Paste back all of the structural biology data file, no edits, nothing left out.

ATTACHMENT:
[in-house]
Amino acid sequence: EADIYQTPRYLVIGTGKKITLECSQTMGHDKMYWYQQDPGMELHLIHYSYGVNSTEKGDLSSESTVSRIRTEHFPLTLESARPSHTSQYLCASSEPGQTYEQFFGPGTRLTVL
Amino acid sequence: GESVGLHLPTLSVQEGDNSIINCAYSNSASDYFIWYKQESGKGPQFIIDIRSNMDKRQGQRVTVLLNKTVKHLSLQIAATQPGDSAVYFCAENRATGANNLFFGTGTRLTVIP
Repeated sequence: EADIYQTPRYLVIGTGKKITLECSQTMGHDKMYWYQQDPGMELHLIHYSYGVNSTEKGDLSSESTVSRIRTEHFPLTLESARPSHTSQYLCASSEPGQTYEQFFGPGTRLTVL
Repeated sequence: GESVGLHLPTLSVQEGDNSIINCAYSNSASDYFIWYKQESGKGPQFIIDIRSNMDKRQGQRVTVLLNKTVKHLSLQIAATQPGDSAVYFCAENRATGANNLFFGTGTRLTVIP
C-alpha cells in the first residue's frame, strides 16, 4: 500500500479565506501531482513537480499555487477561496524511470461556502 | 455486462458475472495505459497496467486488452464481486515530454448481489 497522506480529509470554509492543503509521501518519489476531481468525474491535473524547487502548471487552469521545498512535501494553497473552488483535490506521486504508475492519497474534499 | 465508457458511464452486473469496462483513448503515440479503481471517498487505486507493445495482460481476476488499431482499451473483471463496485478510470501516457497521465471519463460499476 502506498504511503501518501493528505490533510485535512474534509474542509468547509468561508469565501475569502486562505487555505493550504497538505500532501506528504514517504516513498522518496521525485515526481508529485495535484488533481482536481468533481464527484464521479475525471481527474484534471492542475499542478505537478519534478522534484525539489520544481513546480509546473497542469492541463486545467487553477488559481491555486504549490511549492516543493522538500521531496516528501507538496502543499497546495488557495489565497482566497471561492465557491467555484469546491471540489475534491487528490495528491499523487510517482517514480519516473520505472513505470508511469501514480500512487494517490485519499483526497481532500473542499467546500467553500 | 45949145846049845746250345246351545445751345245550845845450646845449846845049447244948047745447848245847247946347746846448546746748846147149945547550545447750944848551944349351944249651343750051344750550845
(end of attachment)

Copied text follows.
[in-house]
Amino acid sequence: EADIYQTPRYLVIGTGKKITLECSQTMGHDKMYWYQQDPGMELHLIHYSYGVNSTEKGDLSSESTVSRIRTEHFPLTLESARPSHTSQYLCASSEPGQTYEQFFGPGTRLTVL
Amino acid sequence: GESVGLHLPTLSVQEGDNSIINCAYSNSASDYFIWYKQESGKGPQFIIDIRSNMDKRQGQRVTVLLNKTVKHLSLQIAATQPGDSAVYFCAENRATGANNLFFGTGTRLTVIP
Repeated sequence: EADIYQTPRYLVIGTGKKITLECSQTMGHDKMYWYQQDPGMELHLIHYSYGVNSTEKGDLSSESTVSRIRTEHFPLTLESARPSHTSQYLCASSEPGQTYEQFFGPGTRLTVL
Repeated sequence: GESVGLHLPTLSVQEGDNSIINCAYSNSASDYFIWYKQESGKGPQFIIDIRSNMDKRQGQRVTVLLNKTVKHLSLQIAATQPGDSAVYFCAENRATGANNLFFGTGTRLTVIP
C-alpha cells in the first residue's frame, strides 16, 4: 500500500479565506501531482513537480499555487477561496524511470461556502 | 455486462458475472495505459497496467486488452464481486515530454448481489 497522506480529509470554509492543503509521501518519489476531481468525474491535473524547487502548471487552469521545498512535501494553497473552488483535490506521486504508475492519497474534499 | 465508457458511464452486473469496462483513448503515440479503481471517498487505486507493445495482460481476476488499431482499451473483471463496485478510470501516457497521465471519463460499476 502506498504511503501518501493528505490533510485535512474534509474542509468547509468561508469565501475569502486562505487555505493550504497538505500532501506528504514517504516513498522518496521525485515526481508529485495535484488533481482536481468533481464527484464521479475525471481527474484534471492542475499542478505537478519534478522534484525539489520544481513546480509546473497542469492541463486545467487553477488559481491555486504549490511549492516543493522538500521531496516528501507538496502543499497546495488557495489565497482566497471561492465557491467555484469546491471540489475534491487528490495528491499523487510517482517514480519516473520505472513505470508511469501514480500512487494517490485519499483526497481532500473542499467546500467553500 | 45949145846049845746250345246351545445751345245550845845450646845449846845049447244948047745447848245847247946347746846448546746748846147149945547550545447750944848551944349351944249651343750051344750550845